INSULIN TYPES: A REVIEW
Earlier articles have discussed insulin's role in our
bodies, what happens when we don't have it, and why some of
us have to take it by injection. But all insulins are not
the same. How are they different? WHY are they different?
And, how can we use their differences to better self manage?
Insulins are described and subdivided by concentration
strength, source, and time of onset/peak. This last
category is most critical, but we really need an
understanding of all three criteria.
All insulins sold in the United States today are of
U 100 strength, 100 units of insulin per cc of fluid. But
there are other dilutions in other countries, and if you
were to encounter one of these (all perfectly usable), and
inject your usual volume of insulin, you'd get a different
amount of insulin. You'd get the wrong dosage.
At one time, all insulin was produced by laboratory
animals, most often cows and pigs. In the last decade,
however, American insulin manufacturers have almost
completely shifted to use of "recombinant DNA" (Rdna)
technology, enabling laboratory production of a close analog
to real human insulin. This "human" insulin is said to more
closely match our endogenous (pancreatic) insulin.
Although labelled much like "animal source" insulins,
recombinant DNA insulins are not quite the same, either in
time of onset or in amount of insulin required. Experience
shows that any switch between the one and the other must be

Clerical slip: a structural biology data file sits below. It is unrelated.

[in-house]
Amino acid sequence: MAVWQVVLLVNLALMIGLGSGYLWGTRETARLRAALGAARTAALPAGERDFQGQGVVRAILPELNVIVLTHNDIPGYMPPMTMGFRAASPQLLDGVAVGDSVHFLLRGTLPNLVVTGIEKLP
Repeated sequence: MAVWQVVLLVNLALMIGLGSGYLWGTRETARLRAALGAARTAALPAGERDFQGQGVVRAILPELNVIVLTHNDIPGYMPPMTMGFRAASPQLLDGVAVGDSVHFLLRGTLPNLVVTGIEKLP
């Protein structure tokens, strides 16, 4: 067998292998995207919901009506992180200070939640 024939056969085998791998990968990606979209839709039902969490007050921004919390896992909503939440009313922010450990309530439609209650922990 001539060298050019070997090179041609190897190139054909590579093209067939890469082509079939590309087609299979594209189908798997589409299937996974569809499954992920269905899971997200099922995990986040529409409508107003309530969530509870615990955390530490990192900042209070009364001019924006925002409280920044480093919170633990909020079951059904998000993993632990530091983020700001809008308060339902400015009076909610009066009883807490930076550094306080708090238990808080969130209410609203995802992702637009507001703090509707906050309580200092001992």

done with care, and under your doctor's supervision the
types might be different enough to cause you trouble
Time of Onset/Peak
The different insulin types: "Humalog, Regular, NPH,
Lente, Ultralente, Lantus", and the pre mixes: 70/30, 50/50,
and Humalog 75/25, are divided and distinguished by their
time of onset and duration. As shown in the chart below,
critical questions are:
1. When does this insulin begin to act in my body?
2. When does it reach its peak?
3. When does it fade to insignificance?
NOTE: " We're all different! Charts reflect
averages you may well find a given insulin is different for
you. Test frequently, keep good notes, and make your own
The chart below is a general approximation, derived
from data furnished by all three U.S. insulin manufacturers,
Eli Lilly and Company, Aventis Pharmaceuticals, and Novo
Nordisk Pharmaceuticals Inc.
INSULIN START PEAK END
Humalog 10 min. 1 hr. 4 hr.
Regular 30 min. 2 5 hr. 8 hr.
NPH 1.5 hr. 4 12 hr. 22 hr.
Lente 2.5 hr. 6 16 hr. 24 hr.
Ultralente 4 hr. 8 18 hr. 30 hr.
Lantus 1.5 hr. 2‑23 hr 24 hr
70/30 2 hr. 2 12 hr. 24 hr.
50/50 2 hr. 2 6 hr. 24 hr.
Humalog 75/25 15 min. 1 6.5 hr. 18/26 hr.
Where Humalog, Regular, and 50/50 premix have sharp and
definable "peaks," the long acting Lente insulins come on
slowly, and have long, flat "peaks," and a slow rate of
decline. New Lantus insulin (insulin glargine Rdna) is even
flatter, and is meant, like the Lente insulins, to provide
"basal" insulin coverage. Discuss your insulin choices
with your doctor and your diabetes educator they will help
you find which is best for you.
There are a number of insulins not charted above. Some
are "buffered insulins" (from both Lilly and Novo Nordisk),
and there is a special U 400 insulin from Aventis. These
are strictly for use in insulin pumps, and should not be
used for any other purpose! There are also insulins not
available in the United States (or not yet available), such
as the complete line of Hypurin animal source insulins
manufactured by CP Pharmaceuticals of Great Britain, Novo
Nordisk's rapid acting Novolog, or Lilly's 50/50 Humalog
Avoid Rigid Thinking
The most accurate chart will still be imprecise.
Short term, things will vary because diabetes, like life
itself, is like riding a surfboard no one can control all
factors! Novo Nordisk says it best, on their chart: "The
time course of action of any insulin may vary in different
individuals, or at different times in the same individual.